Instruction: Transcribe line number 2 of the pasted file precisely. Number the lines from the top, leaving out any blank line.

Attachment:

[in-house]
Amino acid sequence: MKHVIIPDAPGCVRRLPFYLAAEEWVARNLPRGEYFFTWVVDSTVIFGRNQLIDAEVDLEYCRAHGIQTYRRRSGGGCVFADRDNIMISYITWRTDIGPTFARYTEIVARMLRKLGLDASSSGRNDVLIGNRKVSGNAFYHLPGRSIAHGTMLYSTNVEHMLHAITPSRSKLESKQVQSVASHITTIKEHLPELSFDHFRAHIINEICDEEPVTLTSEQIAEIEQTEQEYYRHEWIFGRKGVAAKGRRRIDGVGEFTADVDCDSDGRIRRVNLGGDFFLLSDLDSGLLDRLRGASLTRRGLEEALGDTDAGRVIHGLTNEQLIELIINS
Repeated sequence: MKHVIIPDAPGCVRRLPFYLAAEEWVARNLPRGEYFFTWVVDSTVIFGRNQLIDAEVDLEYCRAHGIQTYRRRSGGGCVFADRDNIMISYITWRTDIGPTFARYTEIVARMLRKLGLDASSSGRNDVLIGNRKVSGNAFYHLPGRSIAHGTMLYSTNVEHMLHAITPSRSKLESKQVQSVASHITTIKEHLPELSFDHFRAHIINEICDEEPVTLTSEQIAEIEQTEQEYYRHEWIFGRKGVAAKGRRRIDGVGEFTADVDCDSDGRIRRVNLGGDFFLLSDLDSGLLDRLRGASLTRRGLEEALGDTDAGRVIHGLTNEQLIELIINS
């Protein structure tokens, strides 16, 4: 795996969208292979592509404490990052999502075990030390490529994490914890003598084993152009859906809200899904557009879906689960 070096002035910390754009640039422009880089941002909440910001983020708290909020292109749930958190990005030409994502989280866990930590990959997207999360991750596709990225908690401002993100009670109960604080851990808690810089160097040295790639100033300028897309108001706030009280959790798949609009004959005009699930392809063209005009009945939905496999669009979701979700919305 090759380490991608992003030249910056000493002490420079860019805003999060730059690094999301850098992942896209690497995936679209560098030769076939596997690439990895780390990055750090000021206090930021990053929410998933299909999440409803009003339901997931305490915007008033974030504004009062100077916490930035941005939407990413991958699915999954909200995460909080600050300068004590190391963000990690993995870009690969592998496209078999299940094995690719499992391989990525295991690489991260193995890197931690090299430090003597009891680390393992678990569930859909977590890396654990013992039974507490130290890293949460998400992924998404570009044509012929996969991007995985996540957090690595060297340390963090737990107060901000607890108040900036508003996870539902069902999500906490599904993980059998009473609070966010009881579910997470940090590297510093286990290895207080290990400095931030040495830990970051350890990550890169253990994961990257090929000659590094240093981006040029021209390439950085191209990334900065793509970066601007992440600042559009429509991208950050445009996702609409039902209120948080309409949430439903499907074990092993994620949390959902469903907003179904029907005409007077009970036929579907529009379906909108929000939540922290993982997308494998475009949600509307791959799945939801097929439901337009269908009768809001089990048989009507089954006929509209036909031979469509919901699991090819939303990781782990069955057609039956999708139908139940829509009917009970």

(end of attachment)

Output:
Amino acid sequence: MKHVIIPDAPGCVRRLPFYLAAEEWVARNLPRGEYFFTWVVDSTVIFGRNQLIDAEVDLEYCRAHGIQTYRRRSGGGCVFADRDNIMISYITWRTDIGPTFARYTEIVARMLRKLGLDASSSGRNDVLIGNRKVSGNAFYHLPGRSIAHGTMLYSTNVEHMLHAITPSRSKLESKQVQSVASHITTIKEHLPELSFDHFRAHIINEICDEEPVTLTSEQIAEIEQTEQEYYRHEWIFGRKGVAAKGRRRIDGVGEFTADVDCDSDGRIRRVNLGGDFFLLSDLDSGLLDRLRGASLTRRGLEEALGDTDAGRVIHGLTNEQLIELIINS